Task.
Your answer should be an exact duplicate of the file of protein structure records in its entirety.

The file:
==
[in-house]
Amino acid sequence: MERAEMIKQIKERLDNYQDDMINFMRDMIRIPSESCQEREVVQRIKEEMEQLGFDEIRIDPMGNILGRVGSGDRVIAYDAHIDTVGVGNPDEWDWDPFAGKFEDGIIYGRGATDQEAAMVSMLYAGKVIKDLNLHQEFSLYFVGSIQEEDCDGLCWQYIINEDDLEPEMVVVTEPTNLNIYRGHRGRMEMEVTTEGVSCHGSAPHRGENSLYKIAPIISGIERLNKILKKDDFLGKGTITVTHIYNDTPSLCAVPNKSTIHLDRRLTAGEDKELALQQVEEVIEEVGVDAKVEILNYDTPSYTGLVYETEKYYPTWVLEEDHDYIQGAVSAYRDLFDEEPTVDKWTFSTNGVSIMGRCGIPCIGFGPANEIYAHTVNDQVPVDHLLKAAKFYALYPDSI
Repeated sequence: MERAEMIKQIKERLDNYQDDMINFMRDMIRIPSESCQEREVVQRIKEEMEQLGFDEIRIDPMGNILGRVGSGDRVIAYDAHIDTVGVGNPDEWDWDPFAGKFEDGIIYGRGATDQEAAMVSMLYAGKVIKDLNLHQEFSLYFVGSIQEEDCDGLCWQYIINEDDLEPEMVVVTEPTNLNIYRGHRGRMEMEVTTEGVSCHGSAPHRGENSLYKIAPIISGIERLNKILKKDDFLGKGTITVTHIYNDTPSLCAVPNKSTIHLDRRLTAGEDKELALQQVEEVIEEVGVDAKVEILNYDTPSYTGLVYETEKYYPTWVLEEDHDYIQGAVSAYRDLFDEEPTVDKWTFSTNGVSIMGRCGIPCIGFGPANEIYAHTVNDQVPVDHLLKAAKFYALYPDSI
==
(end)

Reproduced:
[in-house]
Amino acid sequence: MERAEMIKQIKERLDNYQDDMINFMRDMIRIPSESCQEREVVQRIKEEMEQLGFDEIRIDPMGNILGRVGSGDRVIAYDAHIDTVGVGNPDEWDWDPFAGKFEDGIIYGRGATDQEAAMVSMLYAGKVIKDLNLHQEFSLYFVGSIQEEDCDGLCWQYIINEDDLEPEMVVVTEPTNLNIYRGHRGRMEMEVTTEGVSCHGSAPHRGENSLYKIAPIISGIERLNKILKKDDFLGKGTITVTHIYNDTPSLCAVPNKSTIHLDRRLTAGEDKELALQQVEEVIEEVGVDAKVEILNYDTPSYTGLVYETEKYYPTWVLEEDHDYIQGAVSAYRDLFDEEPTVDKWTFSTNGVSIMGRCGIPCIGFGPANEIYAHTVNDQVPVDHLLKAAKFYALYPDSI
Repeated sequence: MERAEMIKQIKERLDNYQDDMINFMRDMIRIPSESCQEREVVQRIKEEMEQLGFDEIRIDPMGNILGRVGSGDRVIAYDAHIDTVGVGNPDEWDWDPFAGKFEDGIIYGRGATDQEAAMVSMLYAGKVIKDLNLHQEFSLYFVGSIQEEDCDGLCWQYIINEDDLEPEMVVVTEPTNLNIYRGHRGRMEMEVTTEGVSCHGSAPHRGENSLYKIAPIISGIERLNKILKKDDFLGKGTITVTHIYNDTPSLCAVPNKSTIHLDRRLTAGEDKELALQQVEEVIEEVGVDAKVEILNYDTPSYTGLVYETEKYYPTWVLEEDHDYIQGAVSAYRDLFDEEPTVDKWTFSTNGVSIMGRCGIPCIGFGPANEIYAHTVNDQVPVDHLLKAAKFYALYPDSI